Without lower level libraries like dragula or xhr we’ll end up reinventing the wheel for an entire afterlife of eternity in hell. Don’t get me wrong – I’m a big fan of reinventing the wheel. I’ve reinvented my fair share of wheels, Twitter reinvented RSS, etc. But, reinventing the wheel as a pointless exercise in porting a library from a framework to another is just wasteful.

When I wrote react-dragula, I didn’t have to fork dragula and repurpose it for React. When I wrote angular-dragula, I didn’t have to fork dragula either. I guess at this point you might argue that “nobody seems to be forking things and repurposing them for other frameworks”, but that’s beside the point.

The point in question is that developing a library that specifically targets a framework is a waste of your time, because when you eventually move on to the next framework (this is JavaScript, you will) you’ll kick yourself over tightly coupling the library to the framework.

Sure, it involves a bit more of work and design thinking. You have to figure out how the library would work without your framework or choice (or any framework for that matter) first – and then wrap that in another module that molds them into the framework’s paradigm.

The react-dragula example was too easy, right? All I did was add an event listener, getting rid of data-reactid attributes. Even though it “looks easy” in hindsight, the naïve approach would’ve been to just write it to conform to React right off the bat – skipping the vanilla implementation entirely. Thus, we’d be ignoring the opportunity to provide hooks where we could later adjust the library to play nice with React, saving ourselves from the painful experience of maintaining multiple libraries that do essentially the same thing.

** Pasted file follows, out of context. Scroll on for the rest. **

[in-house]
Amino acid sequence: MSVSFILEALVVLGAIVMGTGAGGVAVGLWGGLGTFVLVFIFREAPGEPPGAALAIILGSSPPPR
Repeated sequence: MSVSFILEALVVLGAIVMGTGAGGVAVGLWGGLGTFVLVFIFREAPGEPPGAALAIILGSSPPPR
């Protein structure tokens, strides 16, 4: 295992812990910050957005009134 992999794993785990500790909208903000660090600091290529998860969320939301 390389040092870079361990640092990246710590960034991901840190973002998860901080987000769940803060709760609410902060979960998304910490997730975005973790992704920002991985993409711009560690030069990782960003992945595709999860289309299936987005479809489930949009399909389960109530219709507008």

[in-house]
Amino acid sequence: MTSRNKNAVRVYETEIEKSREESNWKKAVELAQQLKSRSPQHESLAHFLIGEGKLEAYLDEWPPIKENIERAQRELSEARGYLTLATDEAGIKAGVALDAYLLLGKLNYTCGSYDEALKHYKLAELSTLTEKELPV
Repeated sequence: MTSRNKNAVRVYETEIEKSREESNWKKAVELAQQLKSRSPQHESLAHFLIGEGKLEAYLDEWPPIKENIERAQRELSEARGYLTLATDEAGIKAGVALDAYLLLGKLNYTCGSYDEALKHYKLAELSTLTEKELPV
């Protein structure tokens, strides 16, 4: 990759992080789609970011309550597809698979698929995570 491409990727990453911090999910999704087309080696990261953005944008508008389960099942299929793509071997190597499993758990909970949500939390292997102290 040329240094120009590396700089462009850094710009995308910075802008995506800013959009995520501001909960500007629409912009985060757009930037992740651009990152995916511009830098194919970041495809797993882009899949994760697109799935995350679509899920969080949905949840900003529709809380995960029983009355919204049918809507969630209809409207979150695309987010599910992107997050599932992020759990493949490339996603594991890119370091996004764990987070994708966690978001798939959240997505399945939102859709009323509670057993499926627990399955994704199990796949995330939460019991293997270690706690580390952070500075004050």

In the case of angular-dragula, I could’ve come up with a directive that just passed the options onto dragula, but that wouldn’t have been very "Angular way"ish. Thus, I came up with the idea of trying to replicate the simple API in dragula in an Angular way. Instead of defining the containers as an array passed to dragula, you could also use directives to group different containers under the same angular-dragula instance.

The example below would use angular-dragula to create two instances of drake, identified as 'foo', and 'bar'.

<div ng-controller='ExampleCtrl'>
  <div dragula='"foo"'></div>
  <div dragula='"foo"'></div>
  <div dragula='"foo"'></div>
  <div dragula='"bar"'></div>
  <div dragula='"bar"'></div>

If you wanted to listen for events emitted by one of these drake instances, you could do so on the $scope, prefixing the event with the “bag name” and a dot. Here again, I conformed to the Angular style by propagating drake events across the $scope chain, allowing the consumer to leverage Angular event engine. While events in dragula are raised using raw DOM elements, the events emitted across the $scope chain wrap them in angular.element calls, staying consistent with what you’ve come to expect of Angular components.

app.controller('ExampleCtrl', ['$scope',
  function ($scope) {
    $scope.$on('foo.over', function (e, el, container) {
    $scope.$on('foo.out', function (e, el, container) {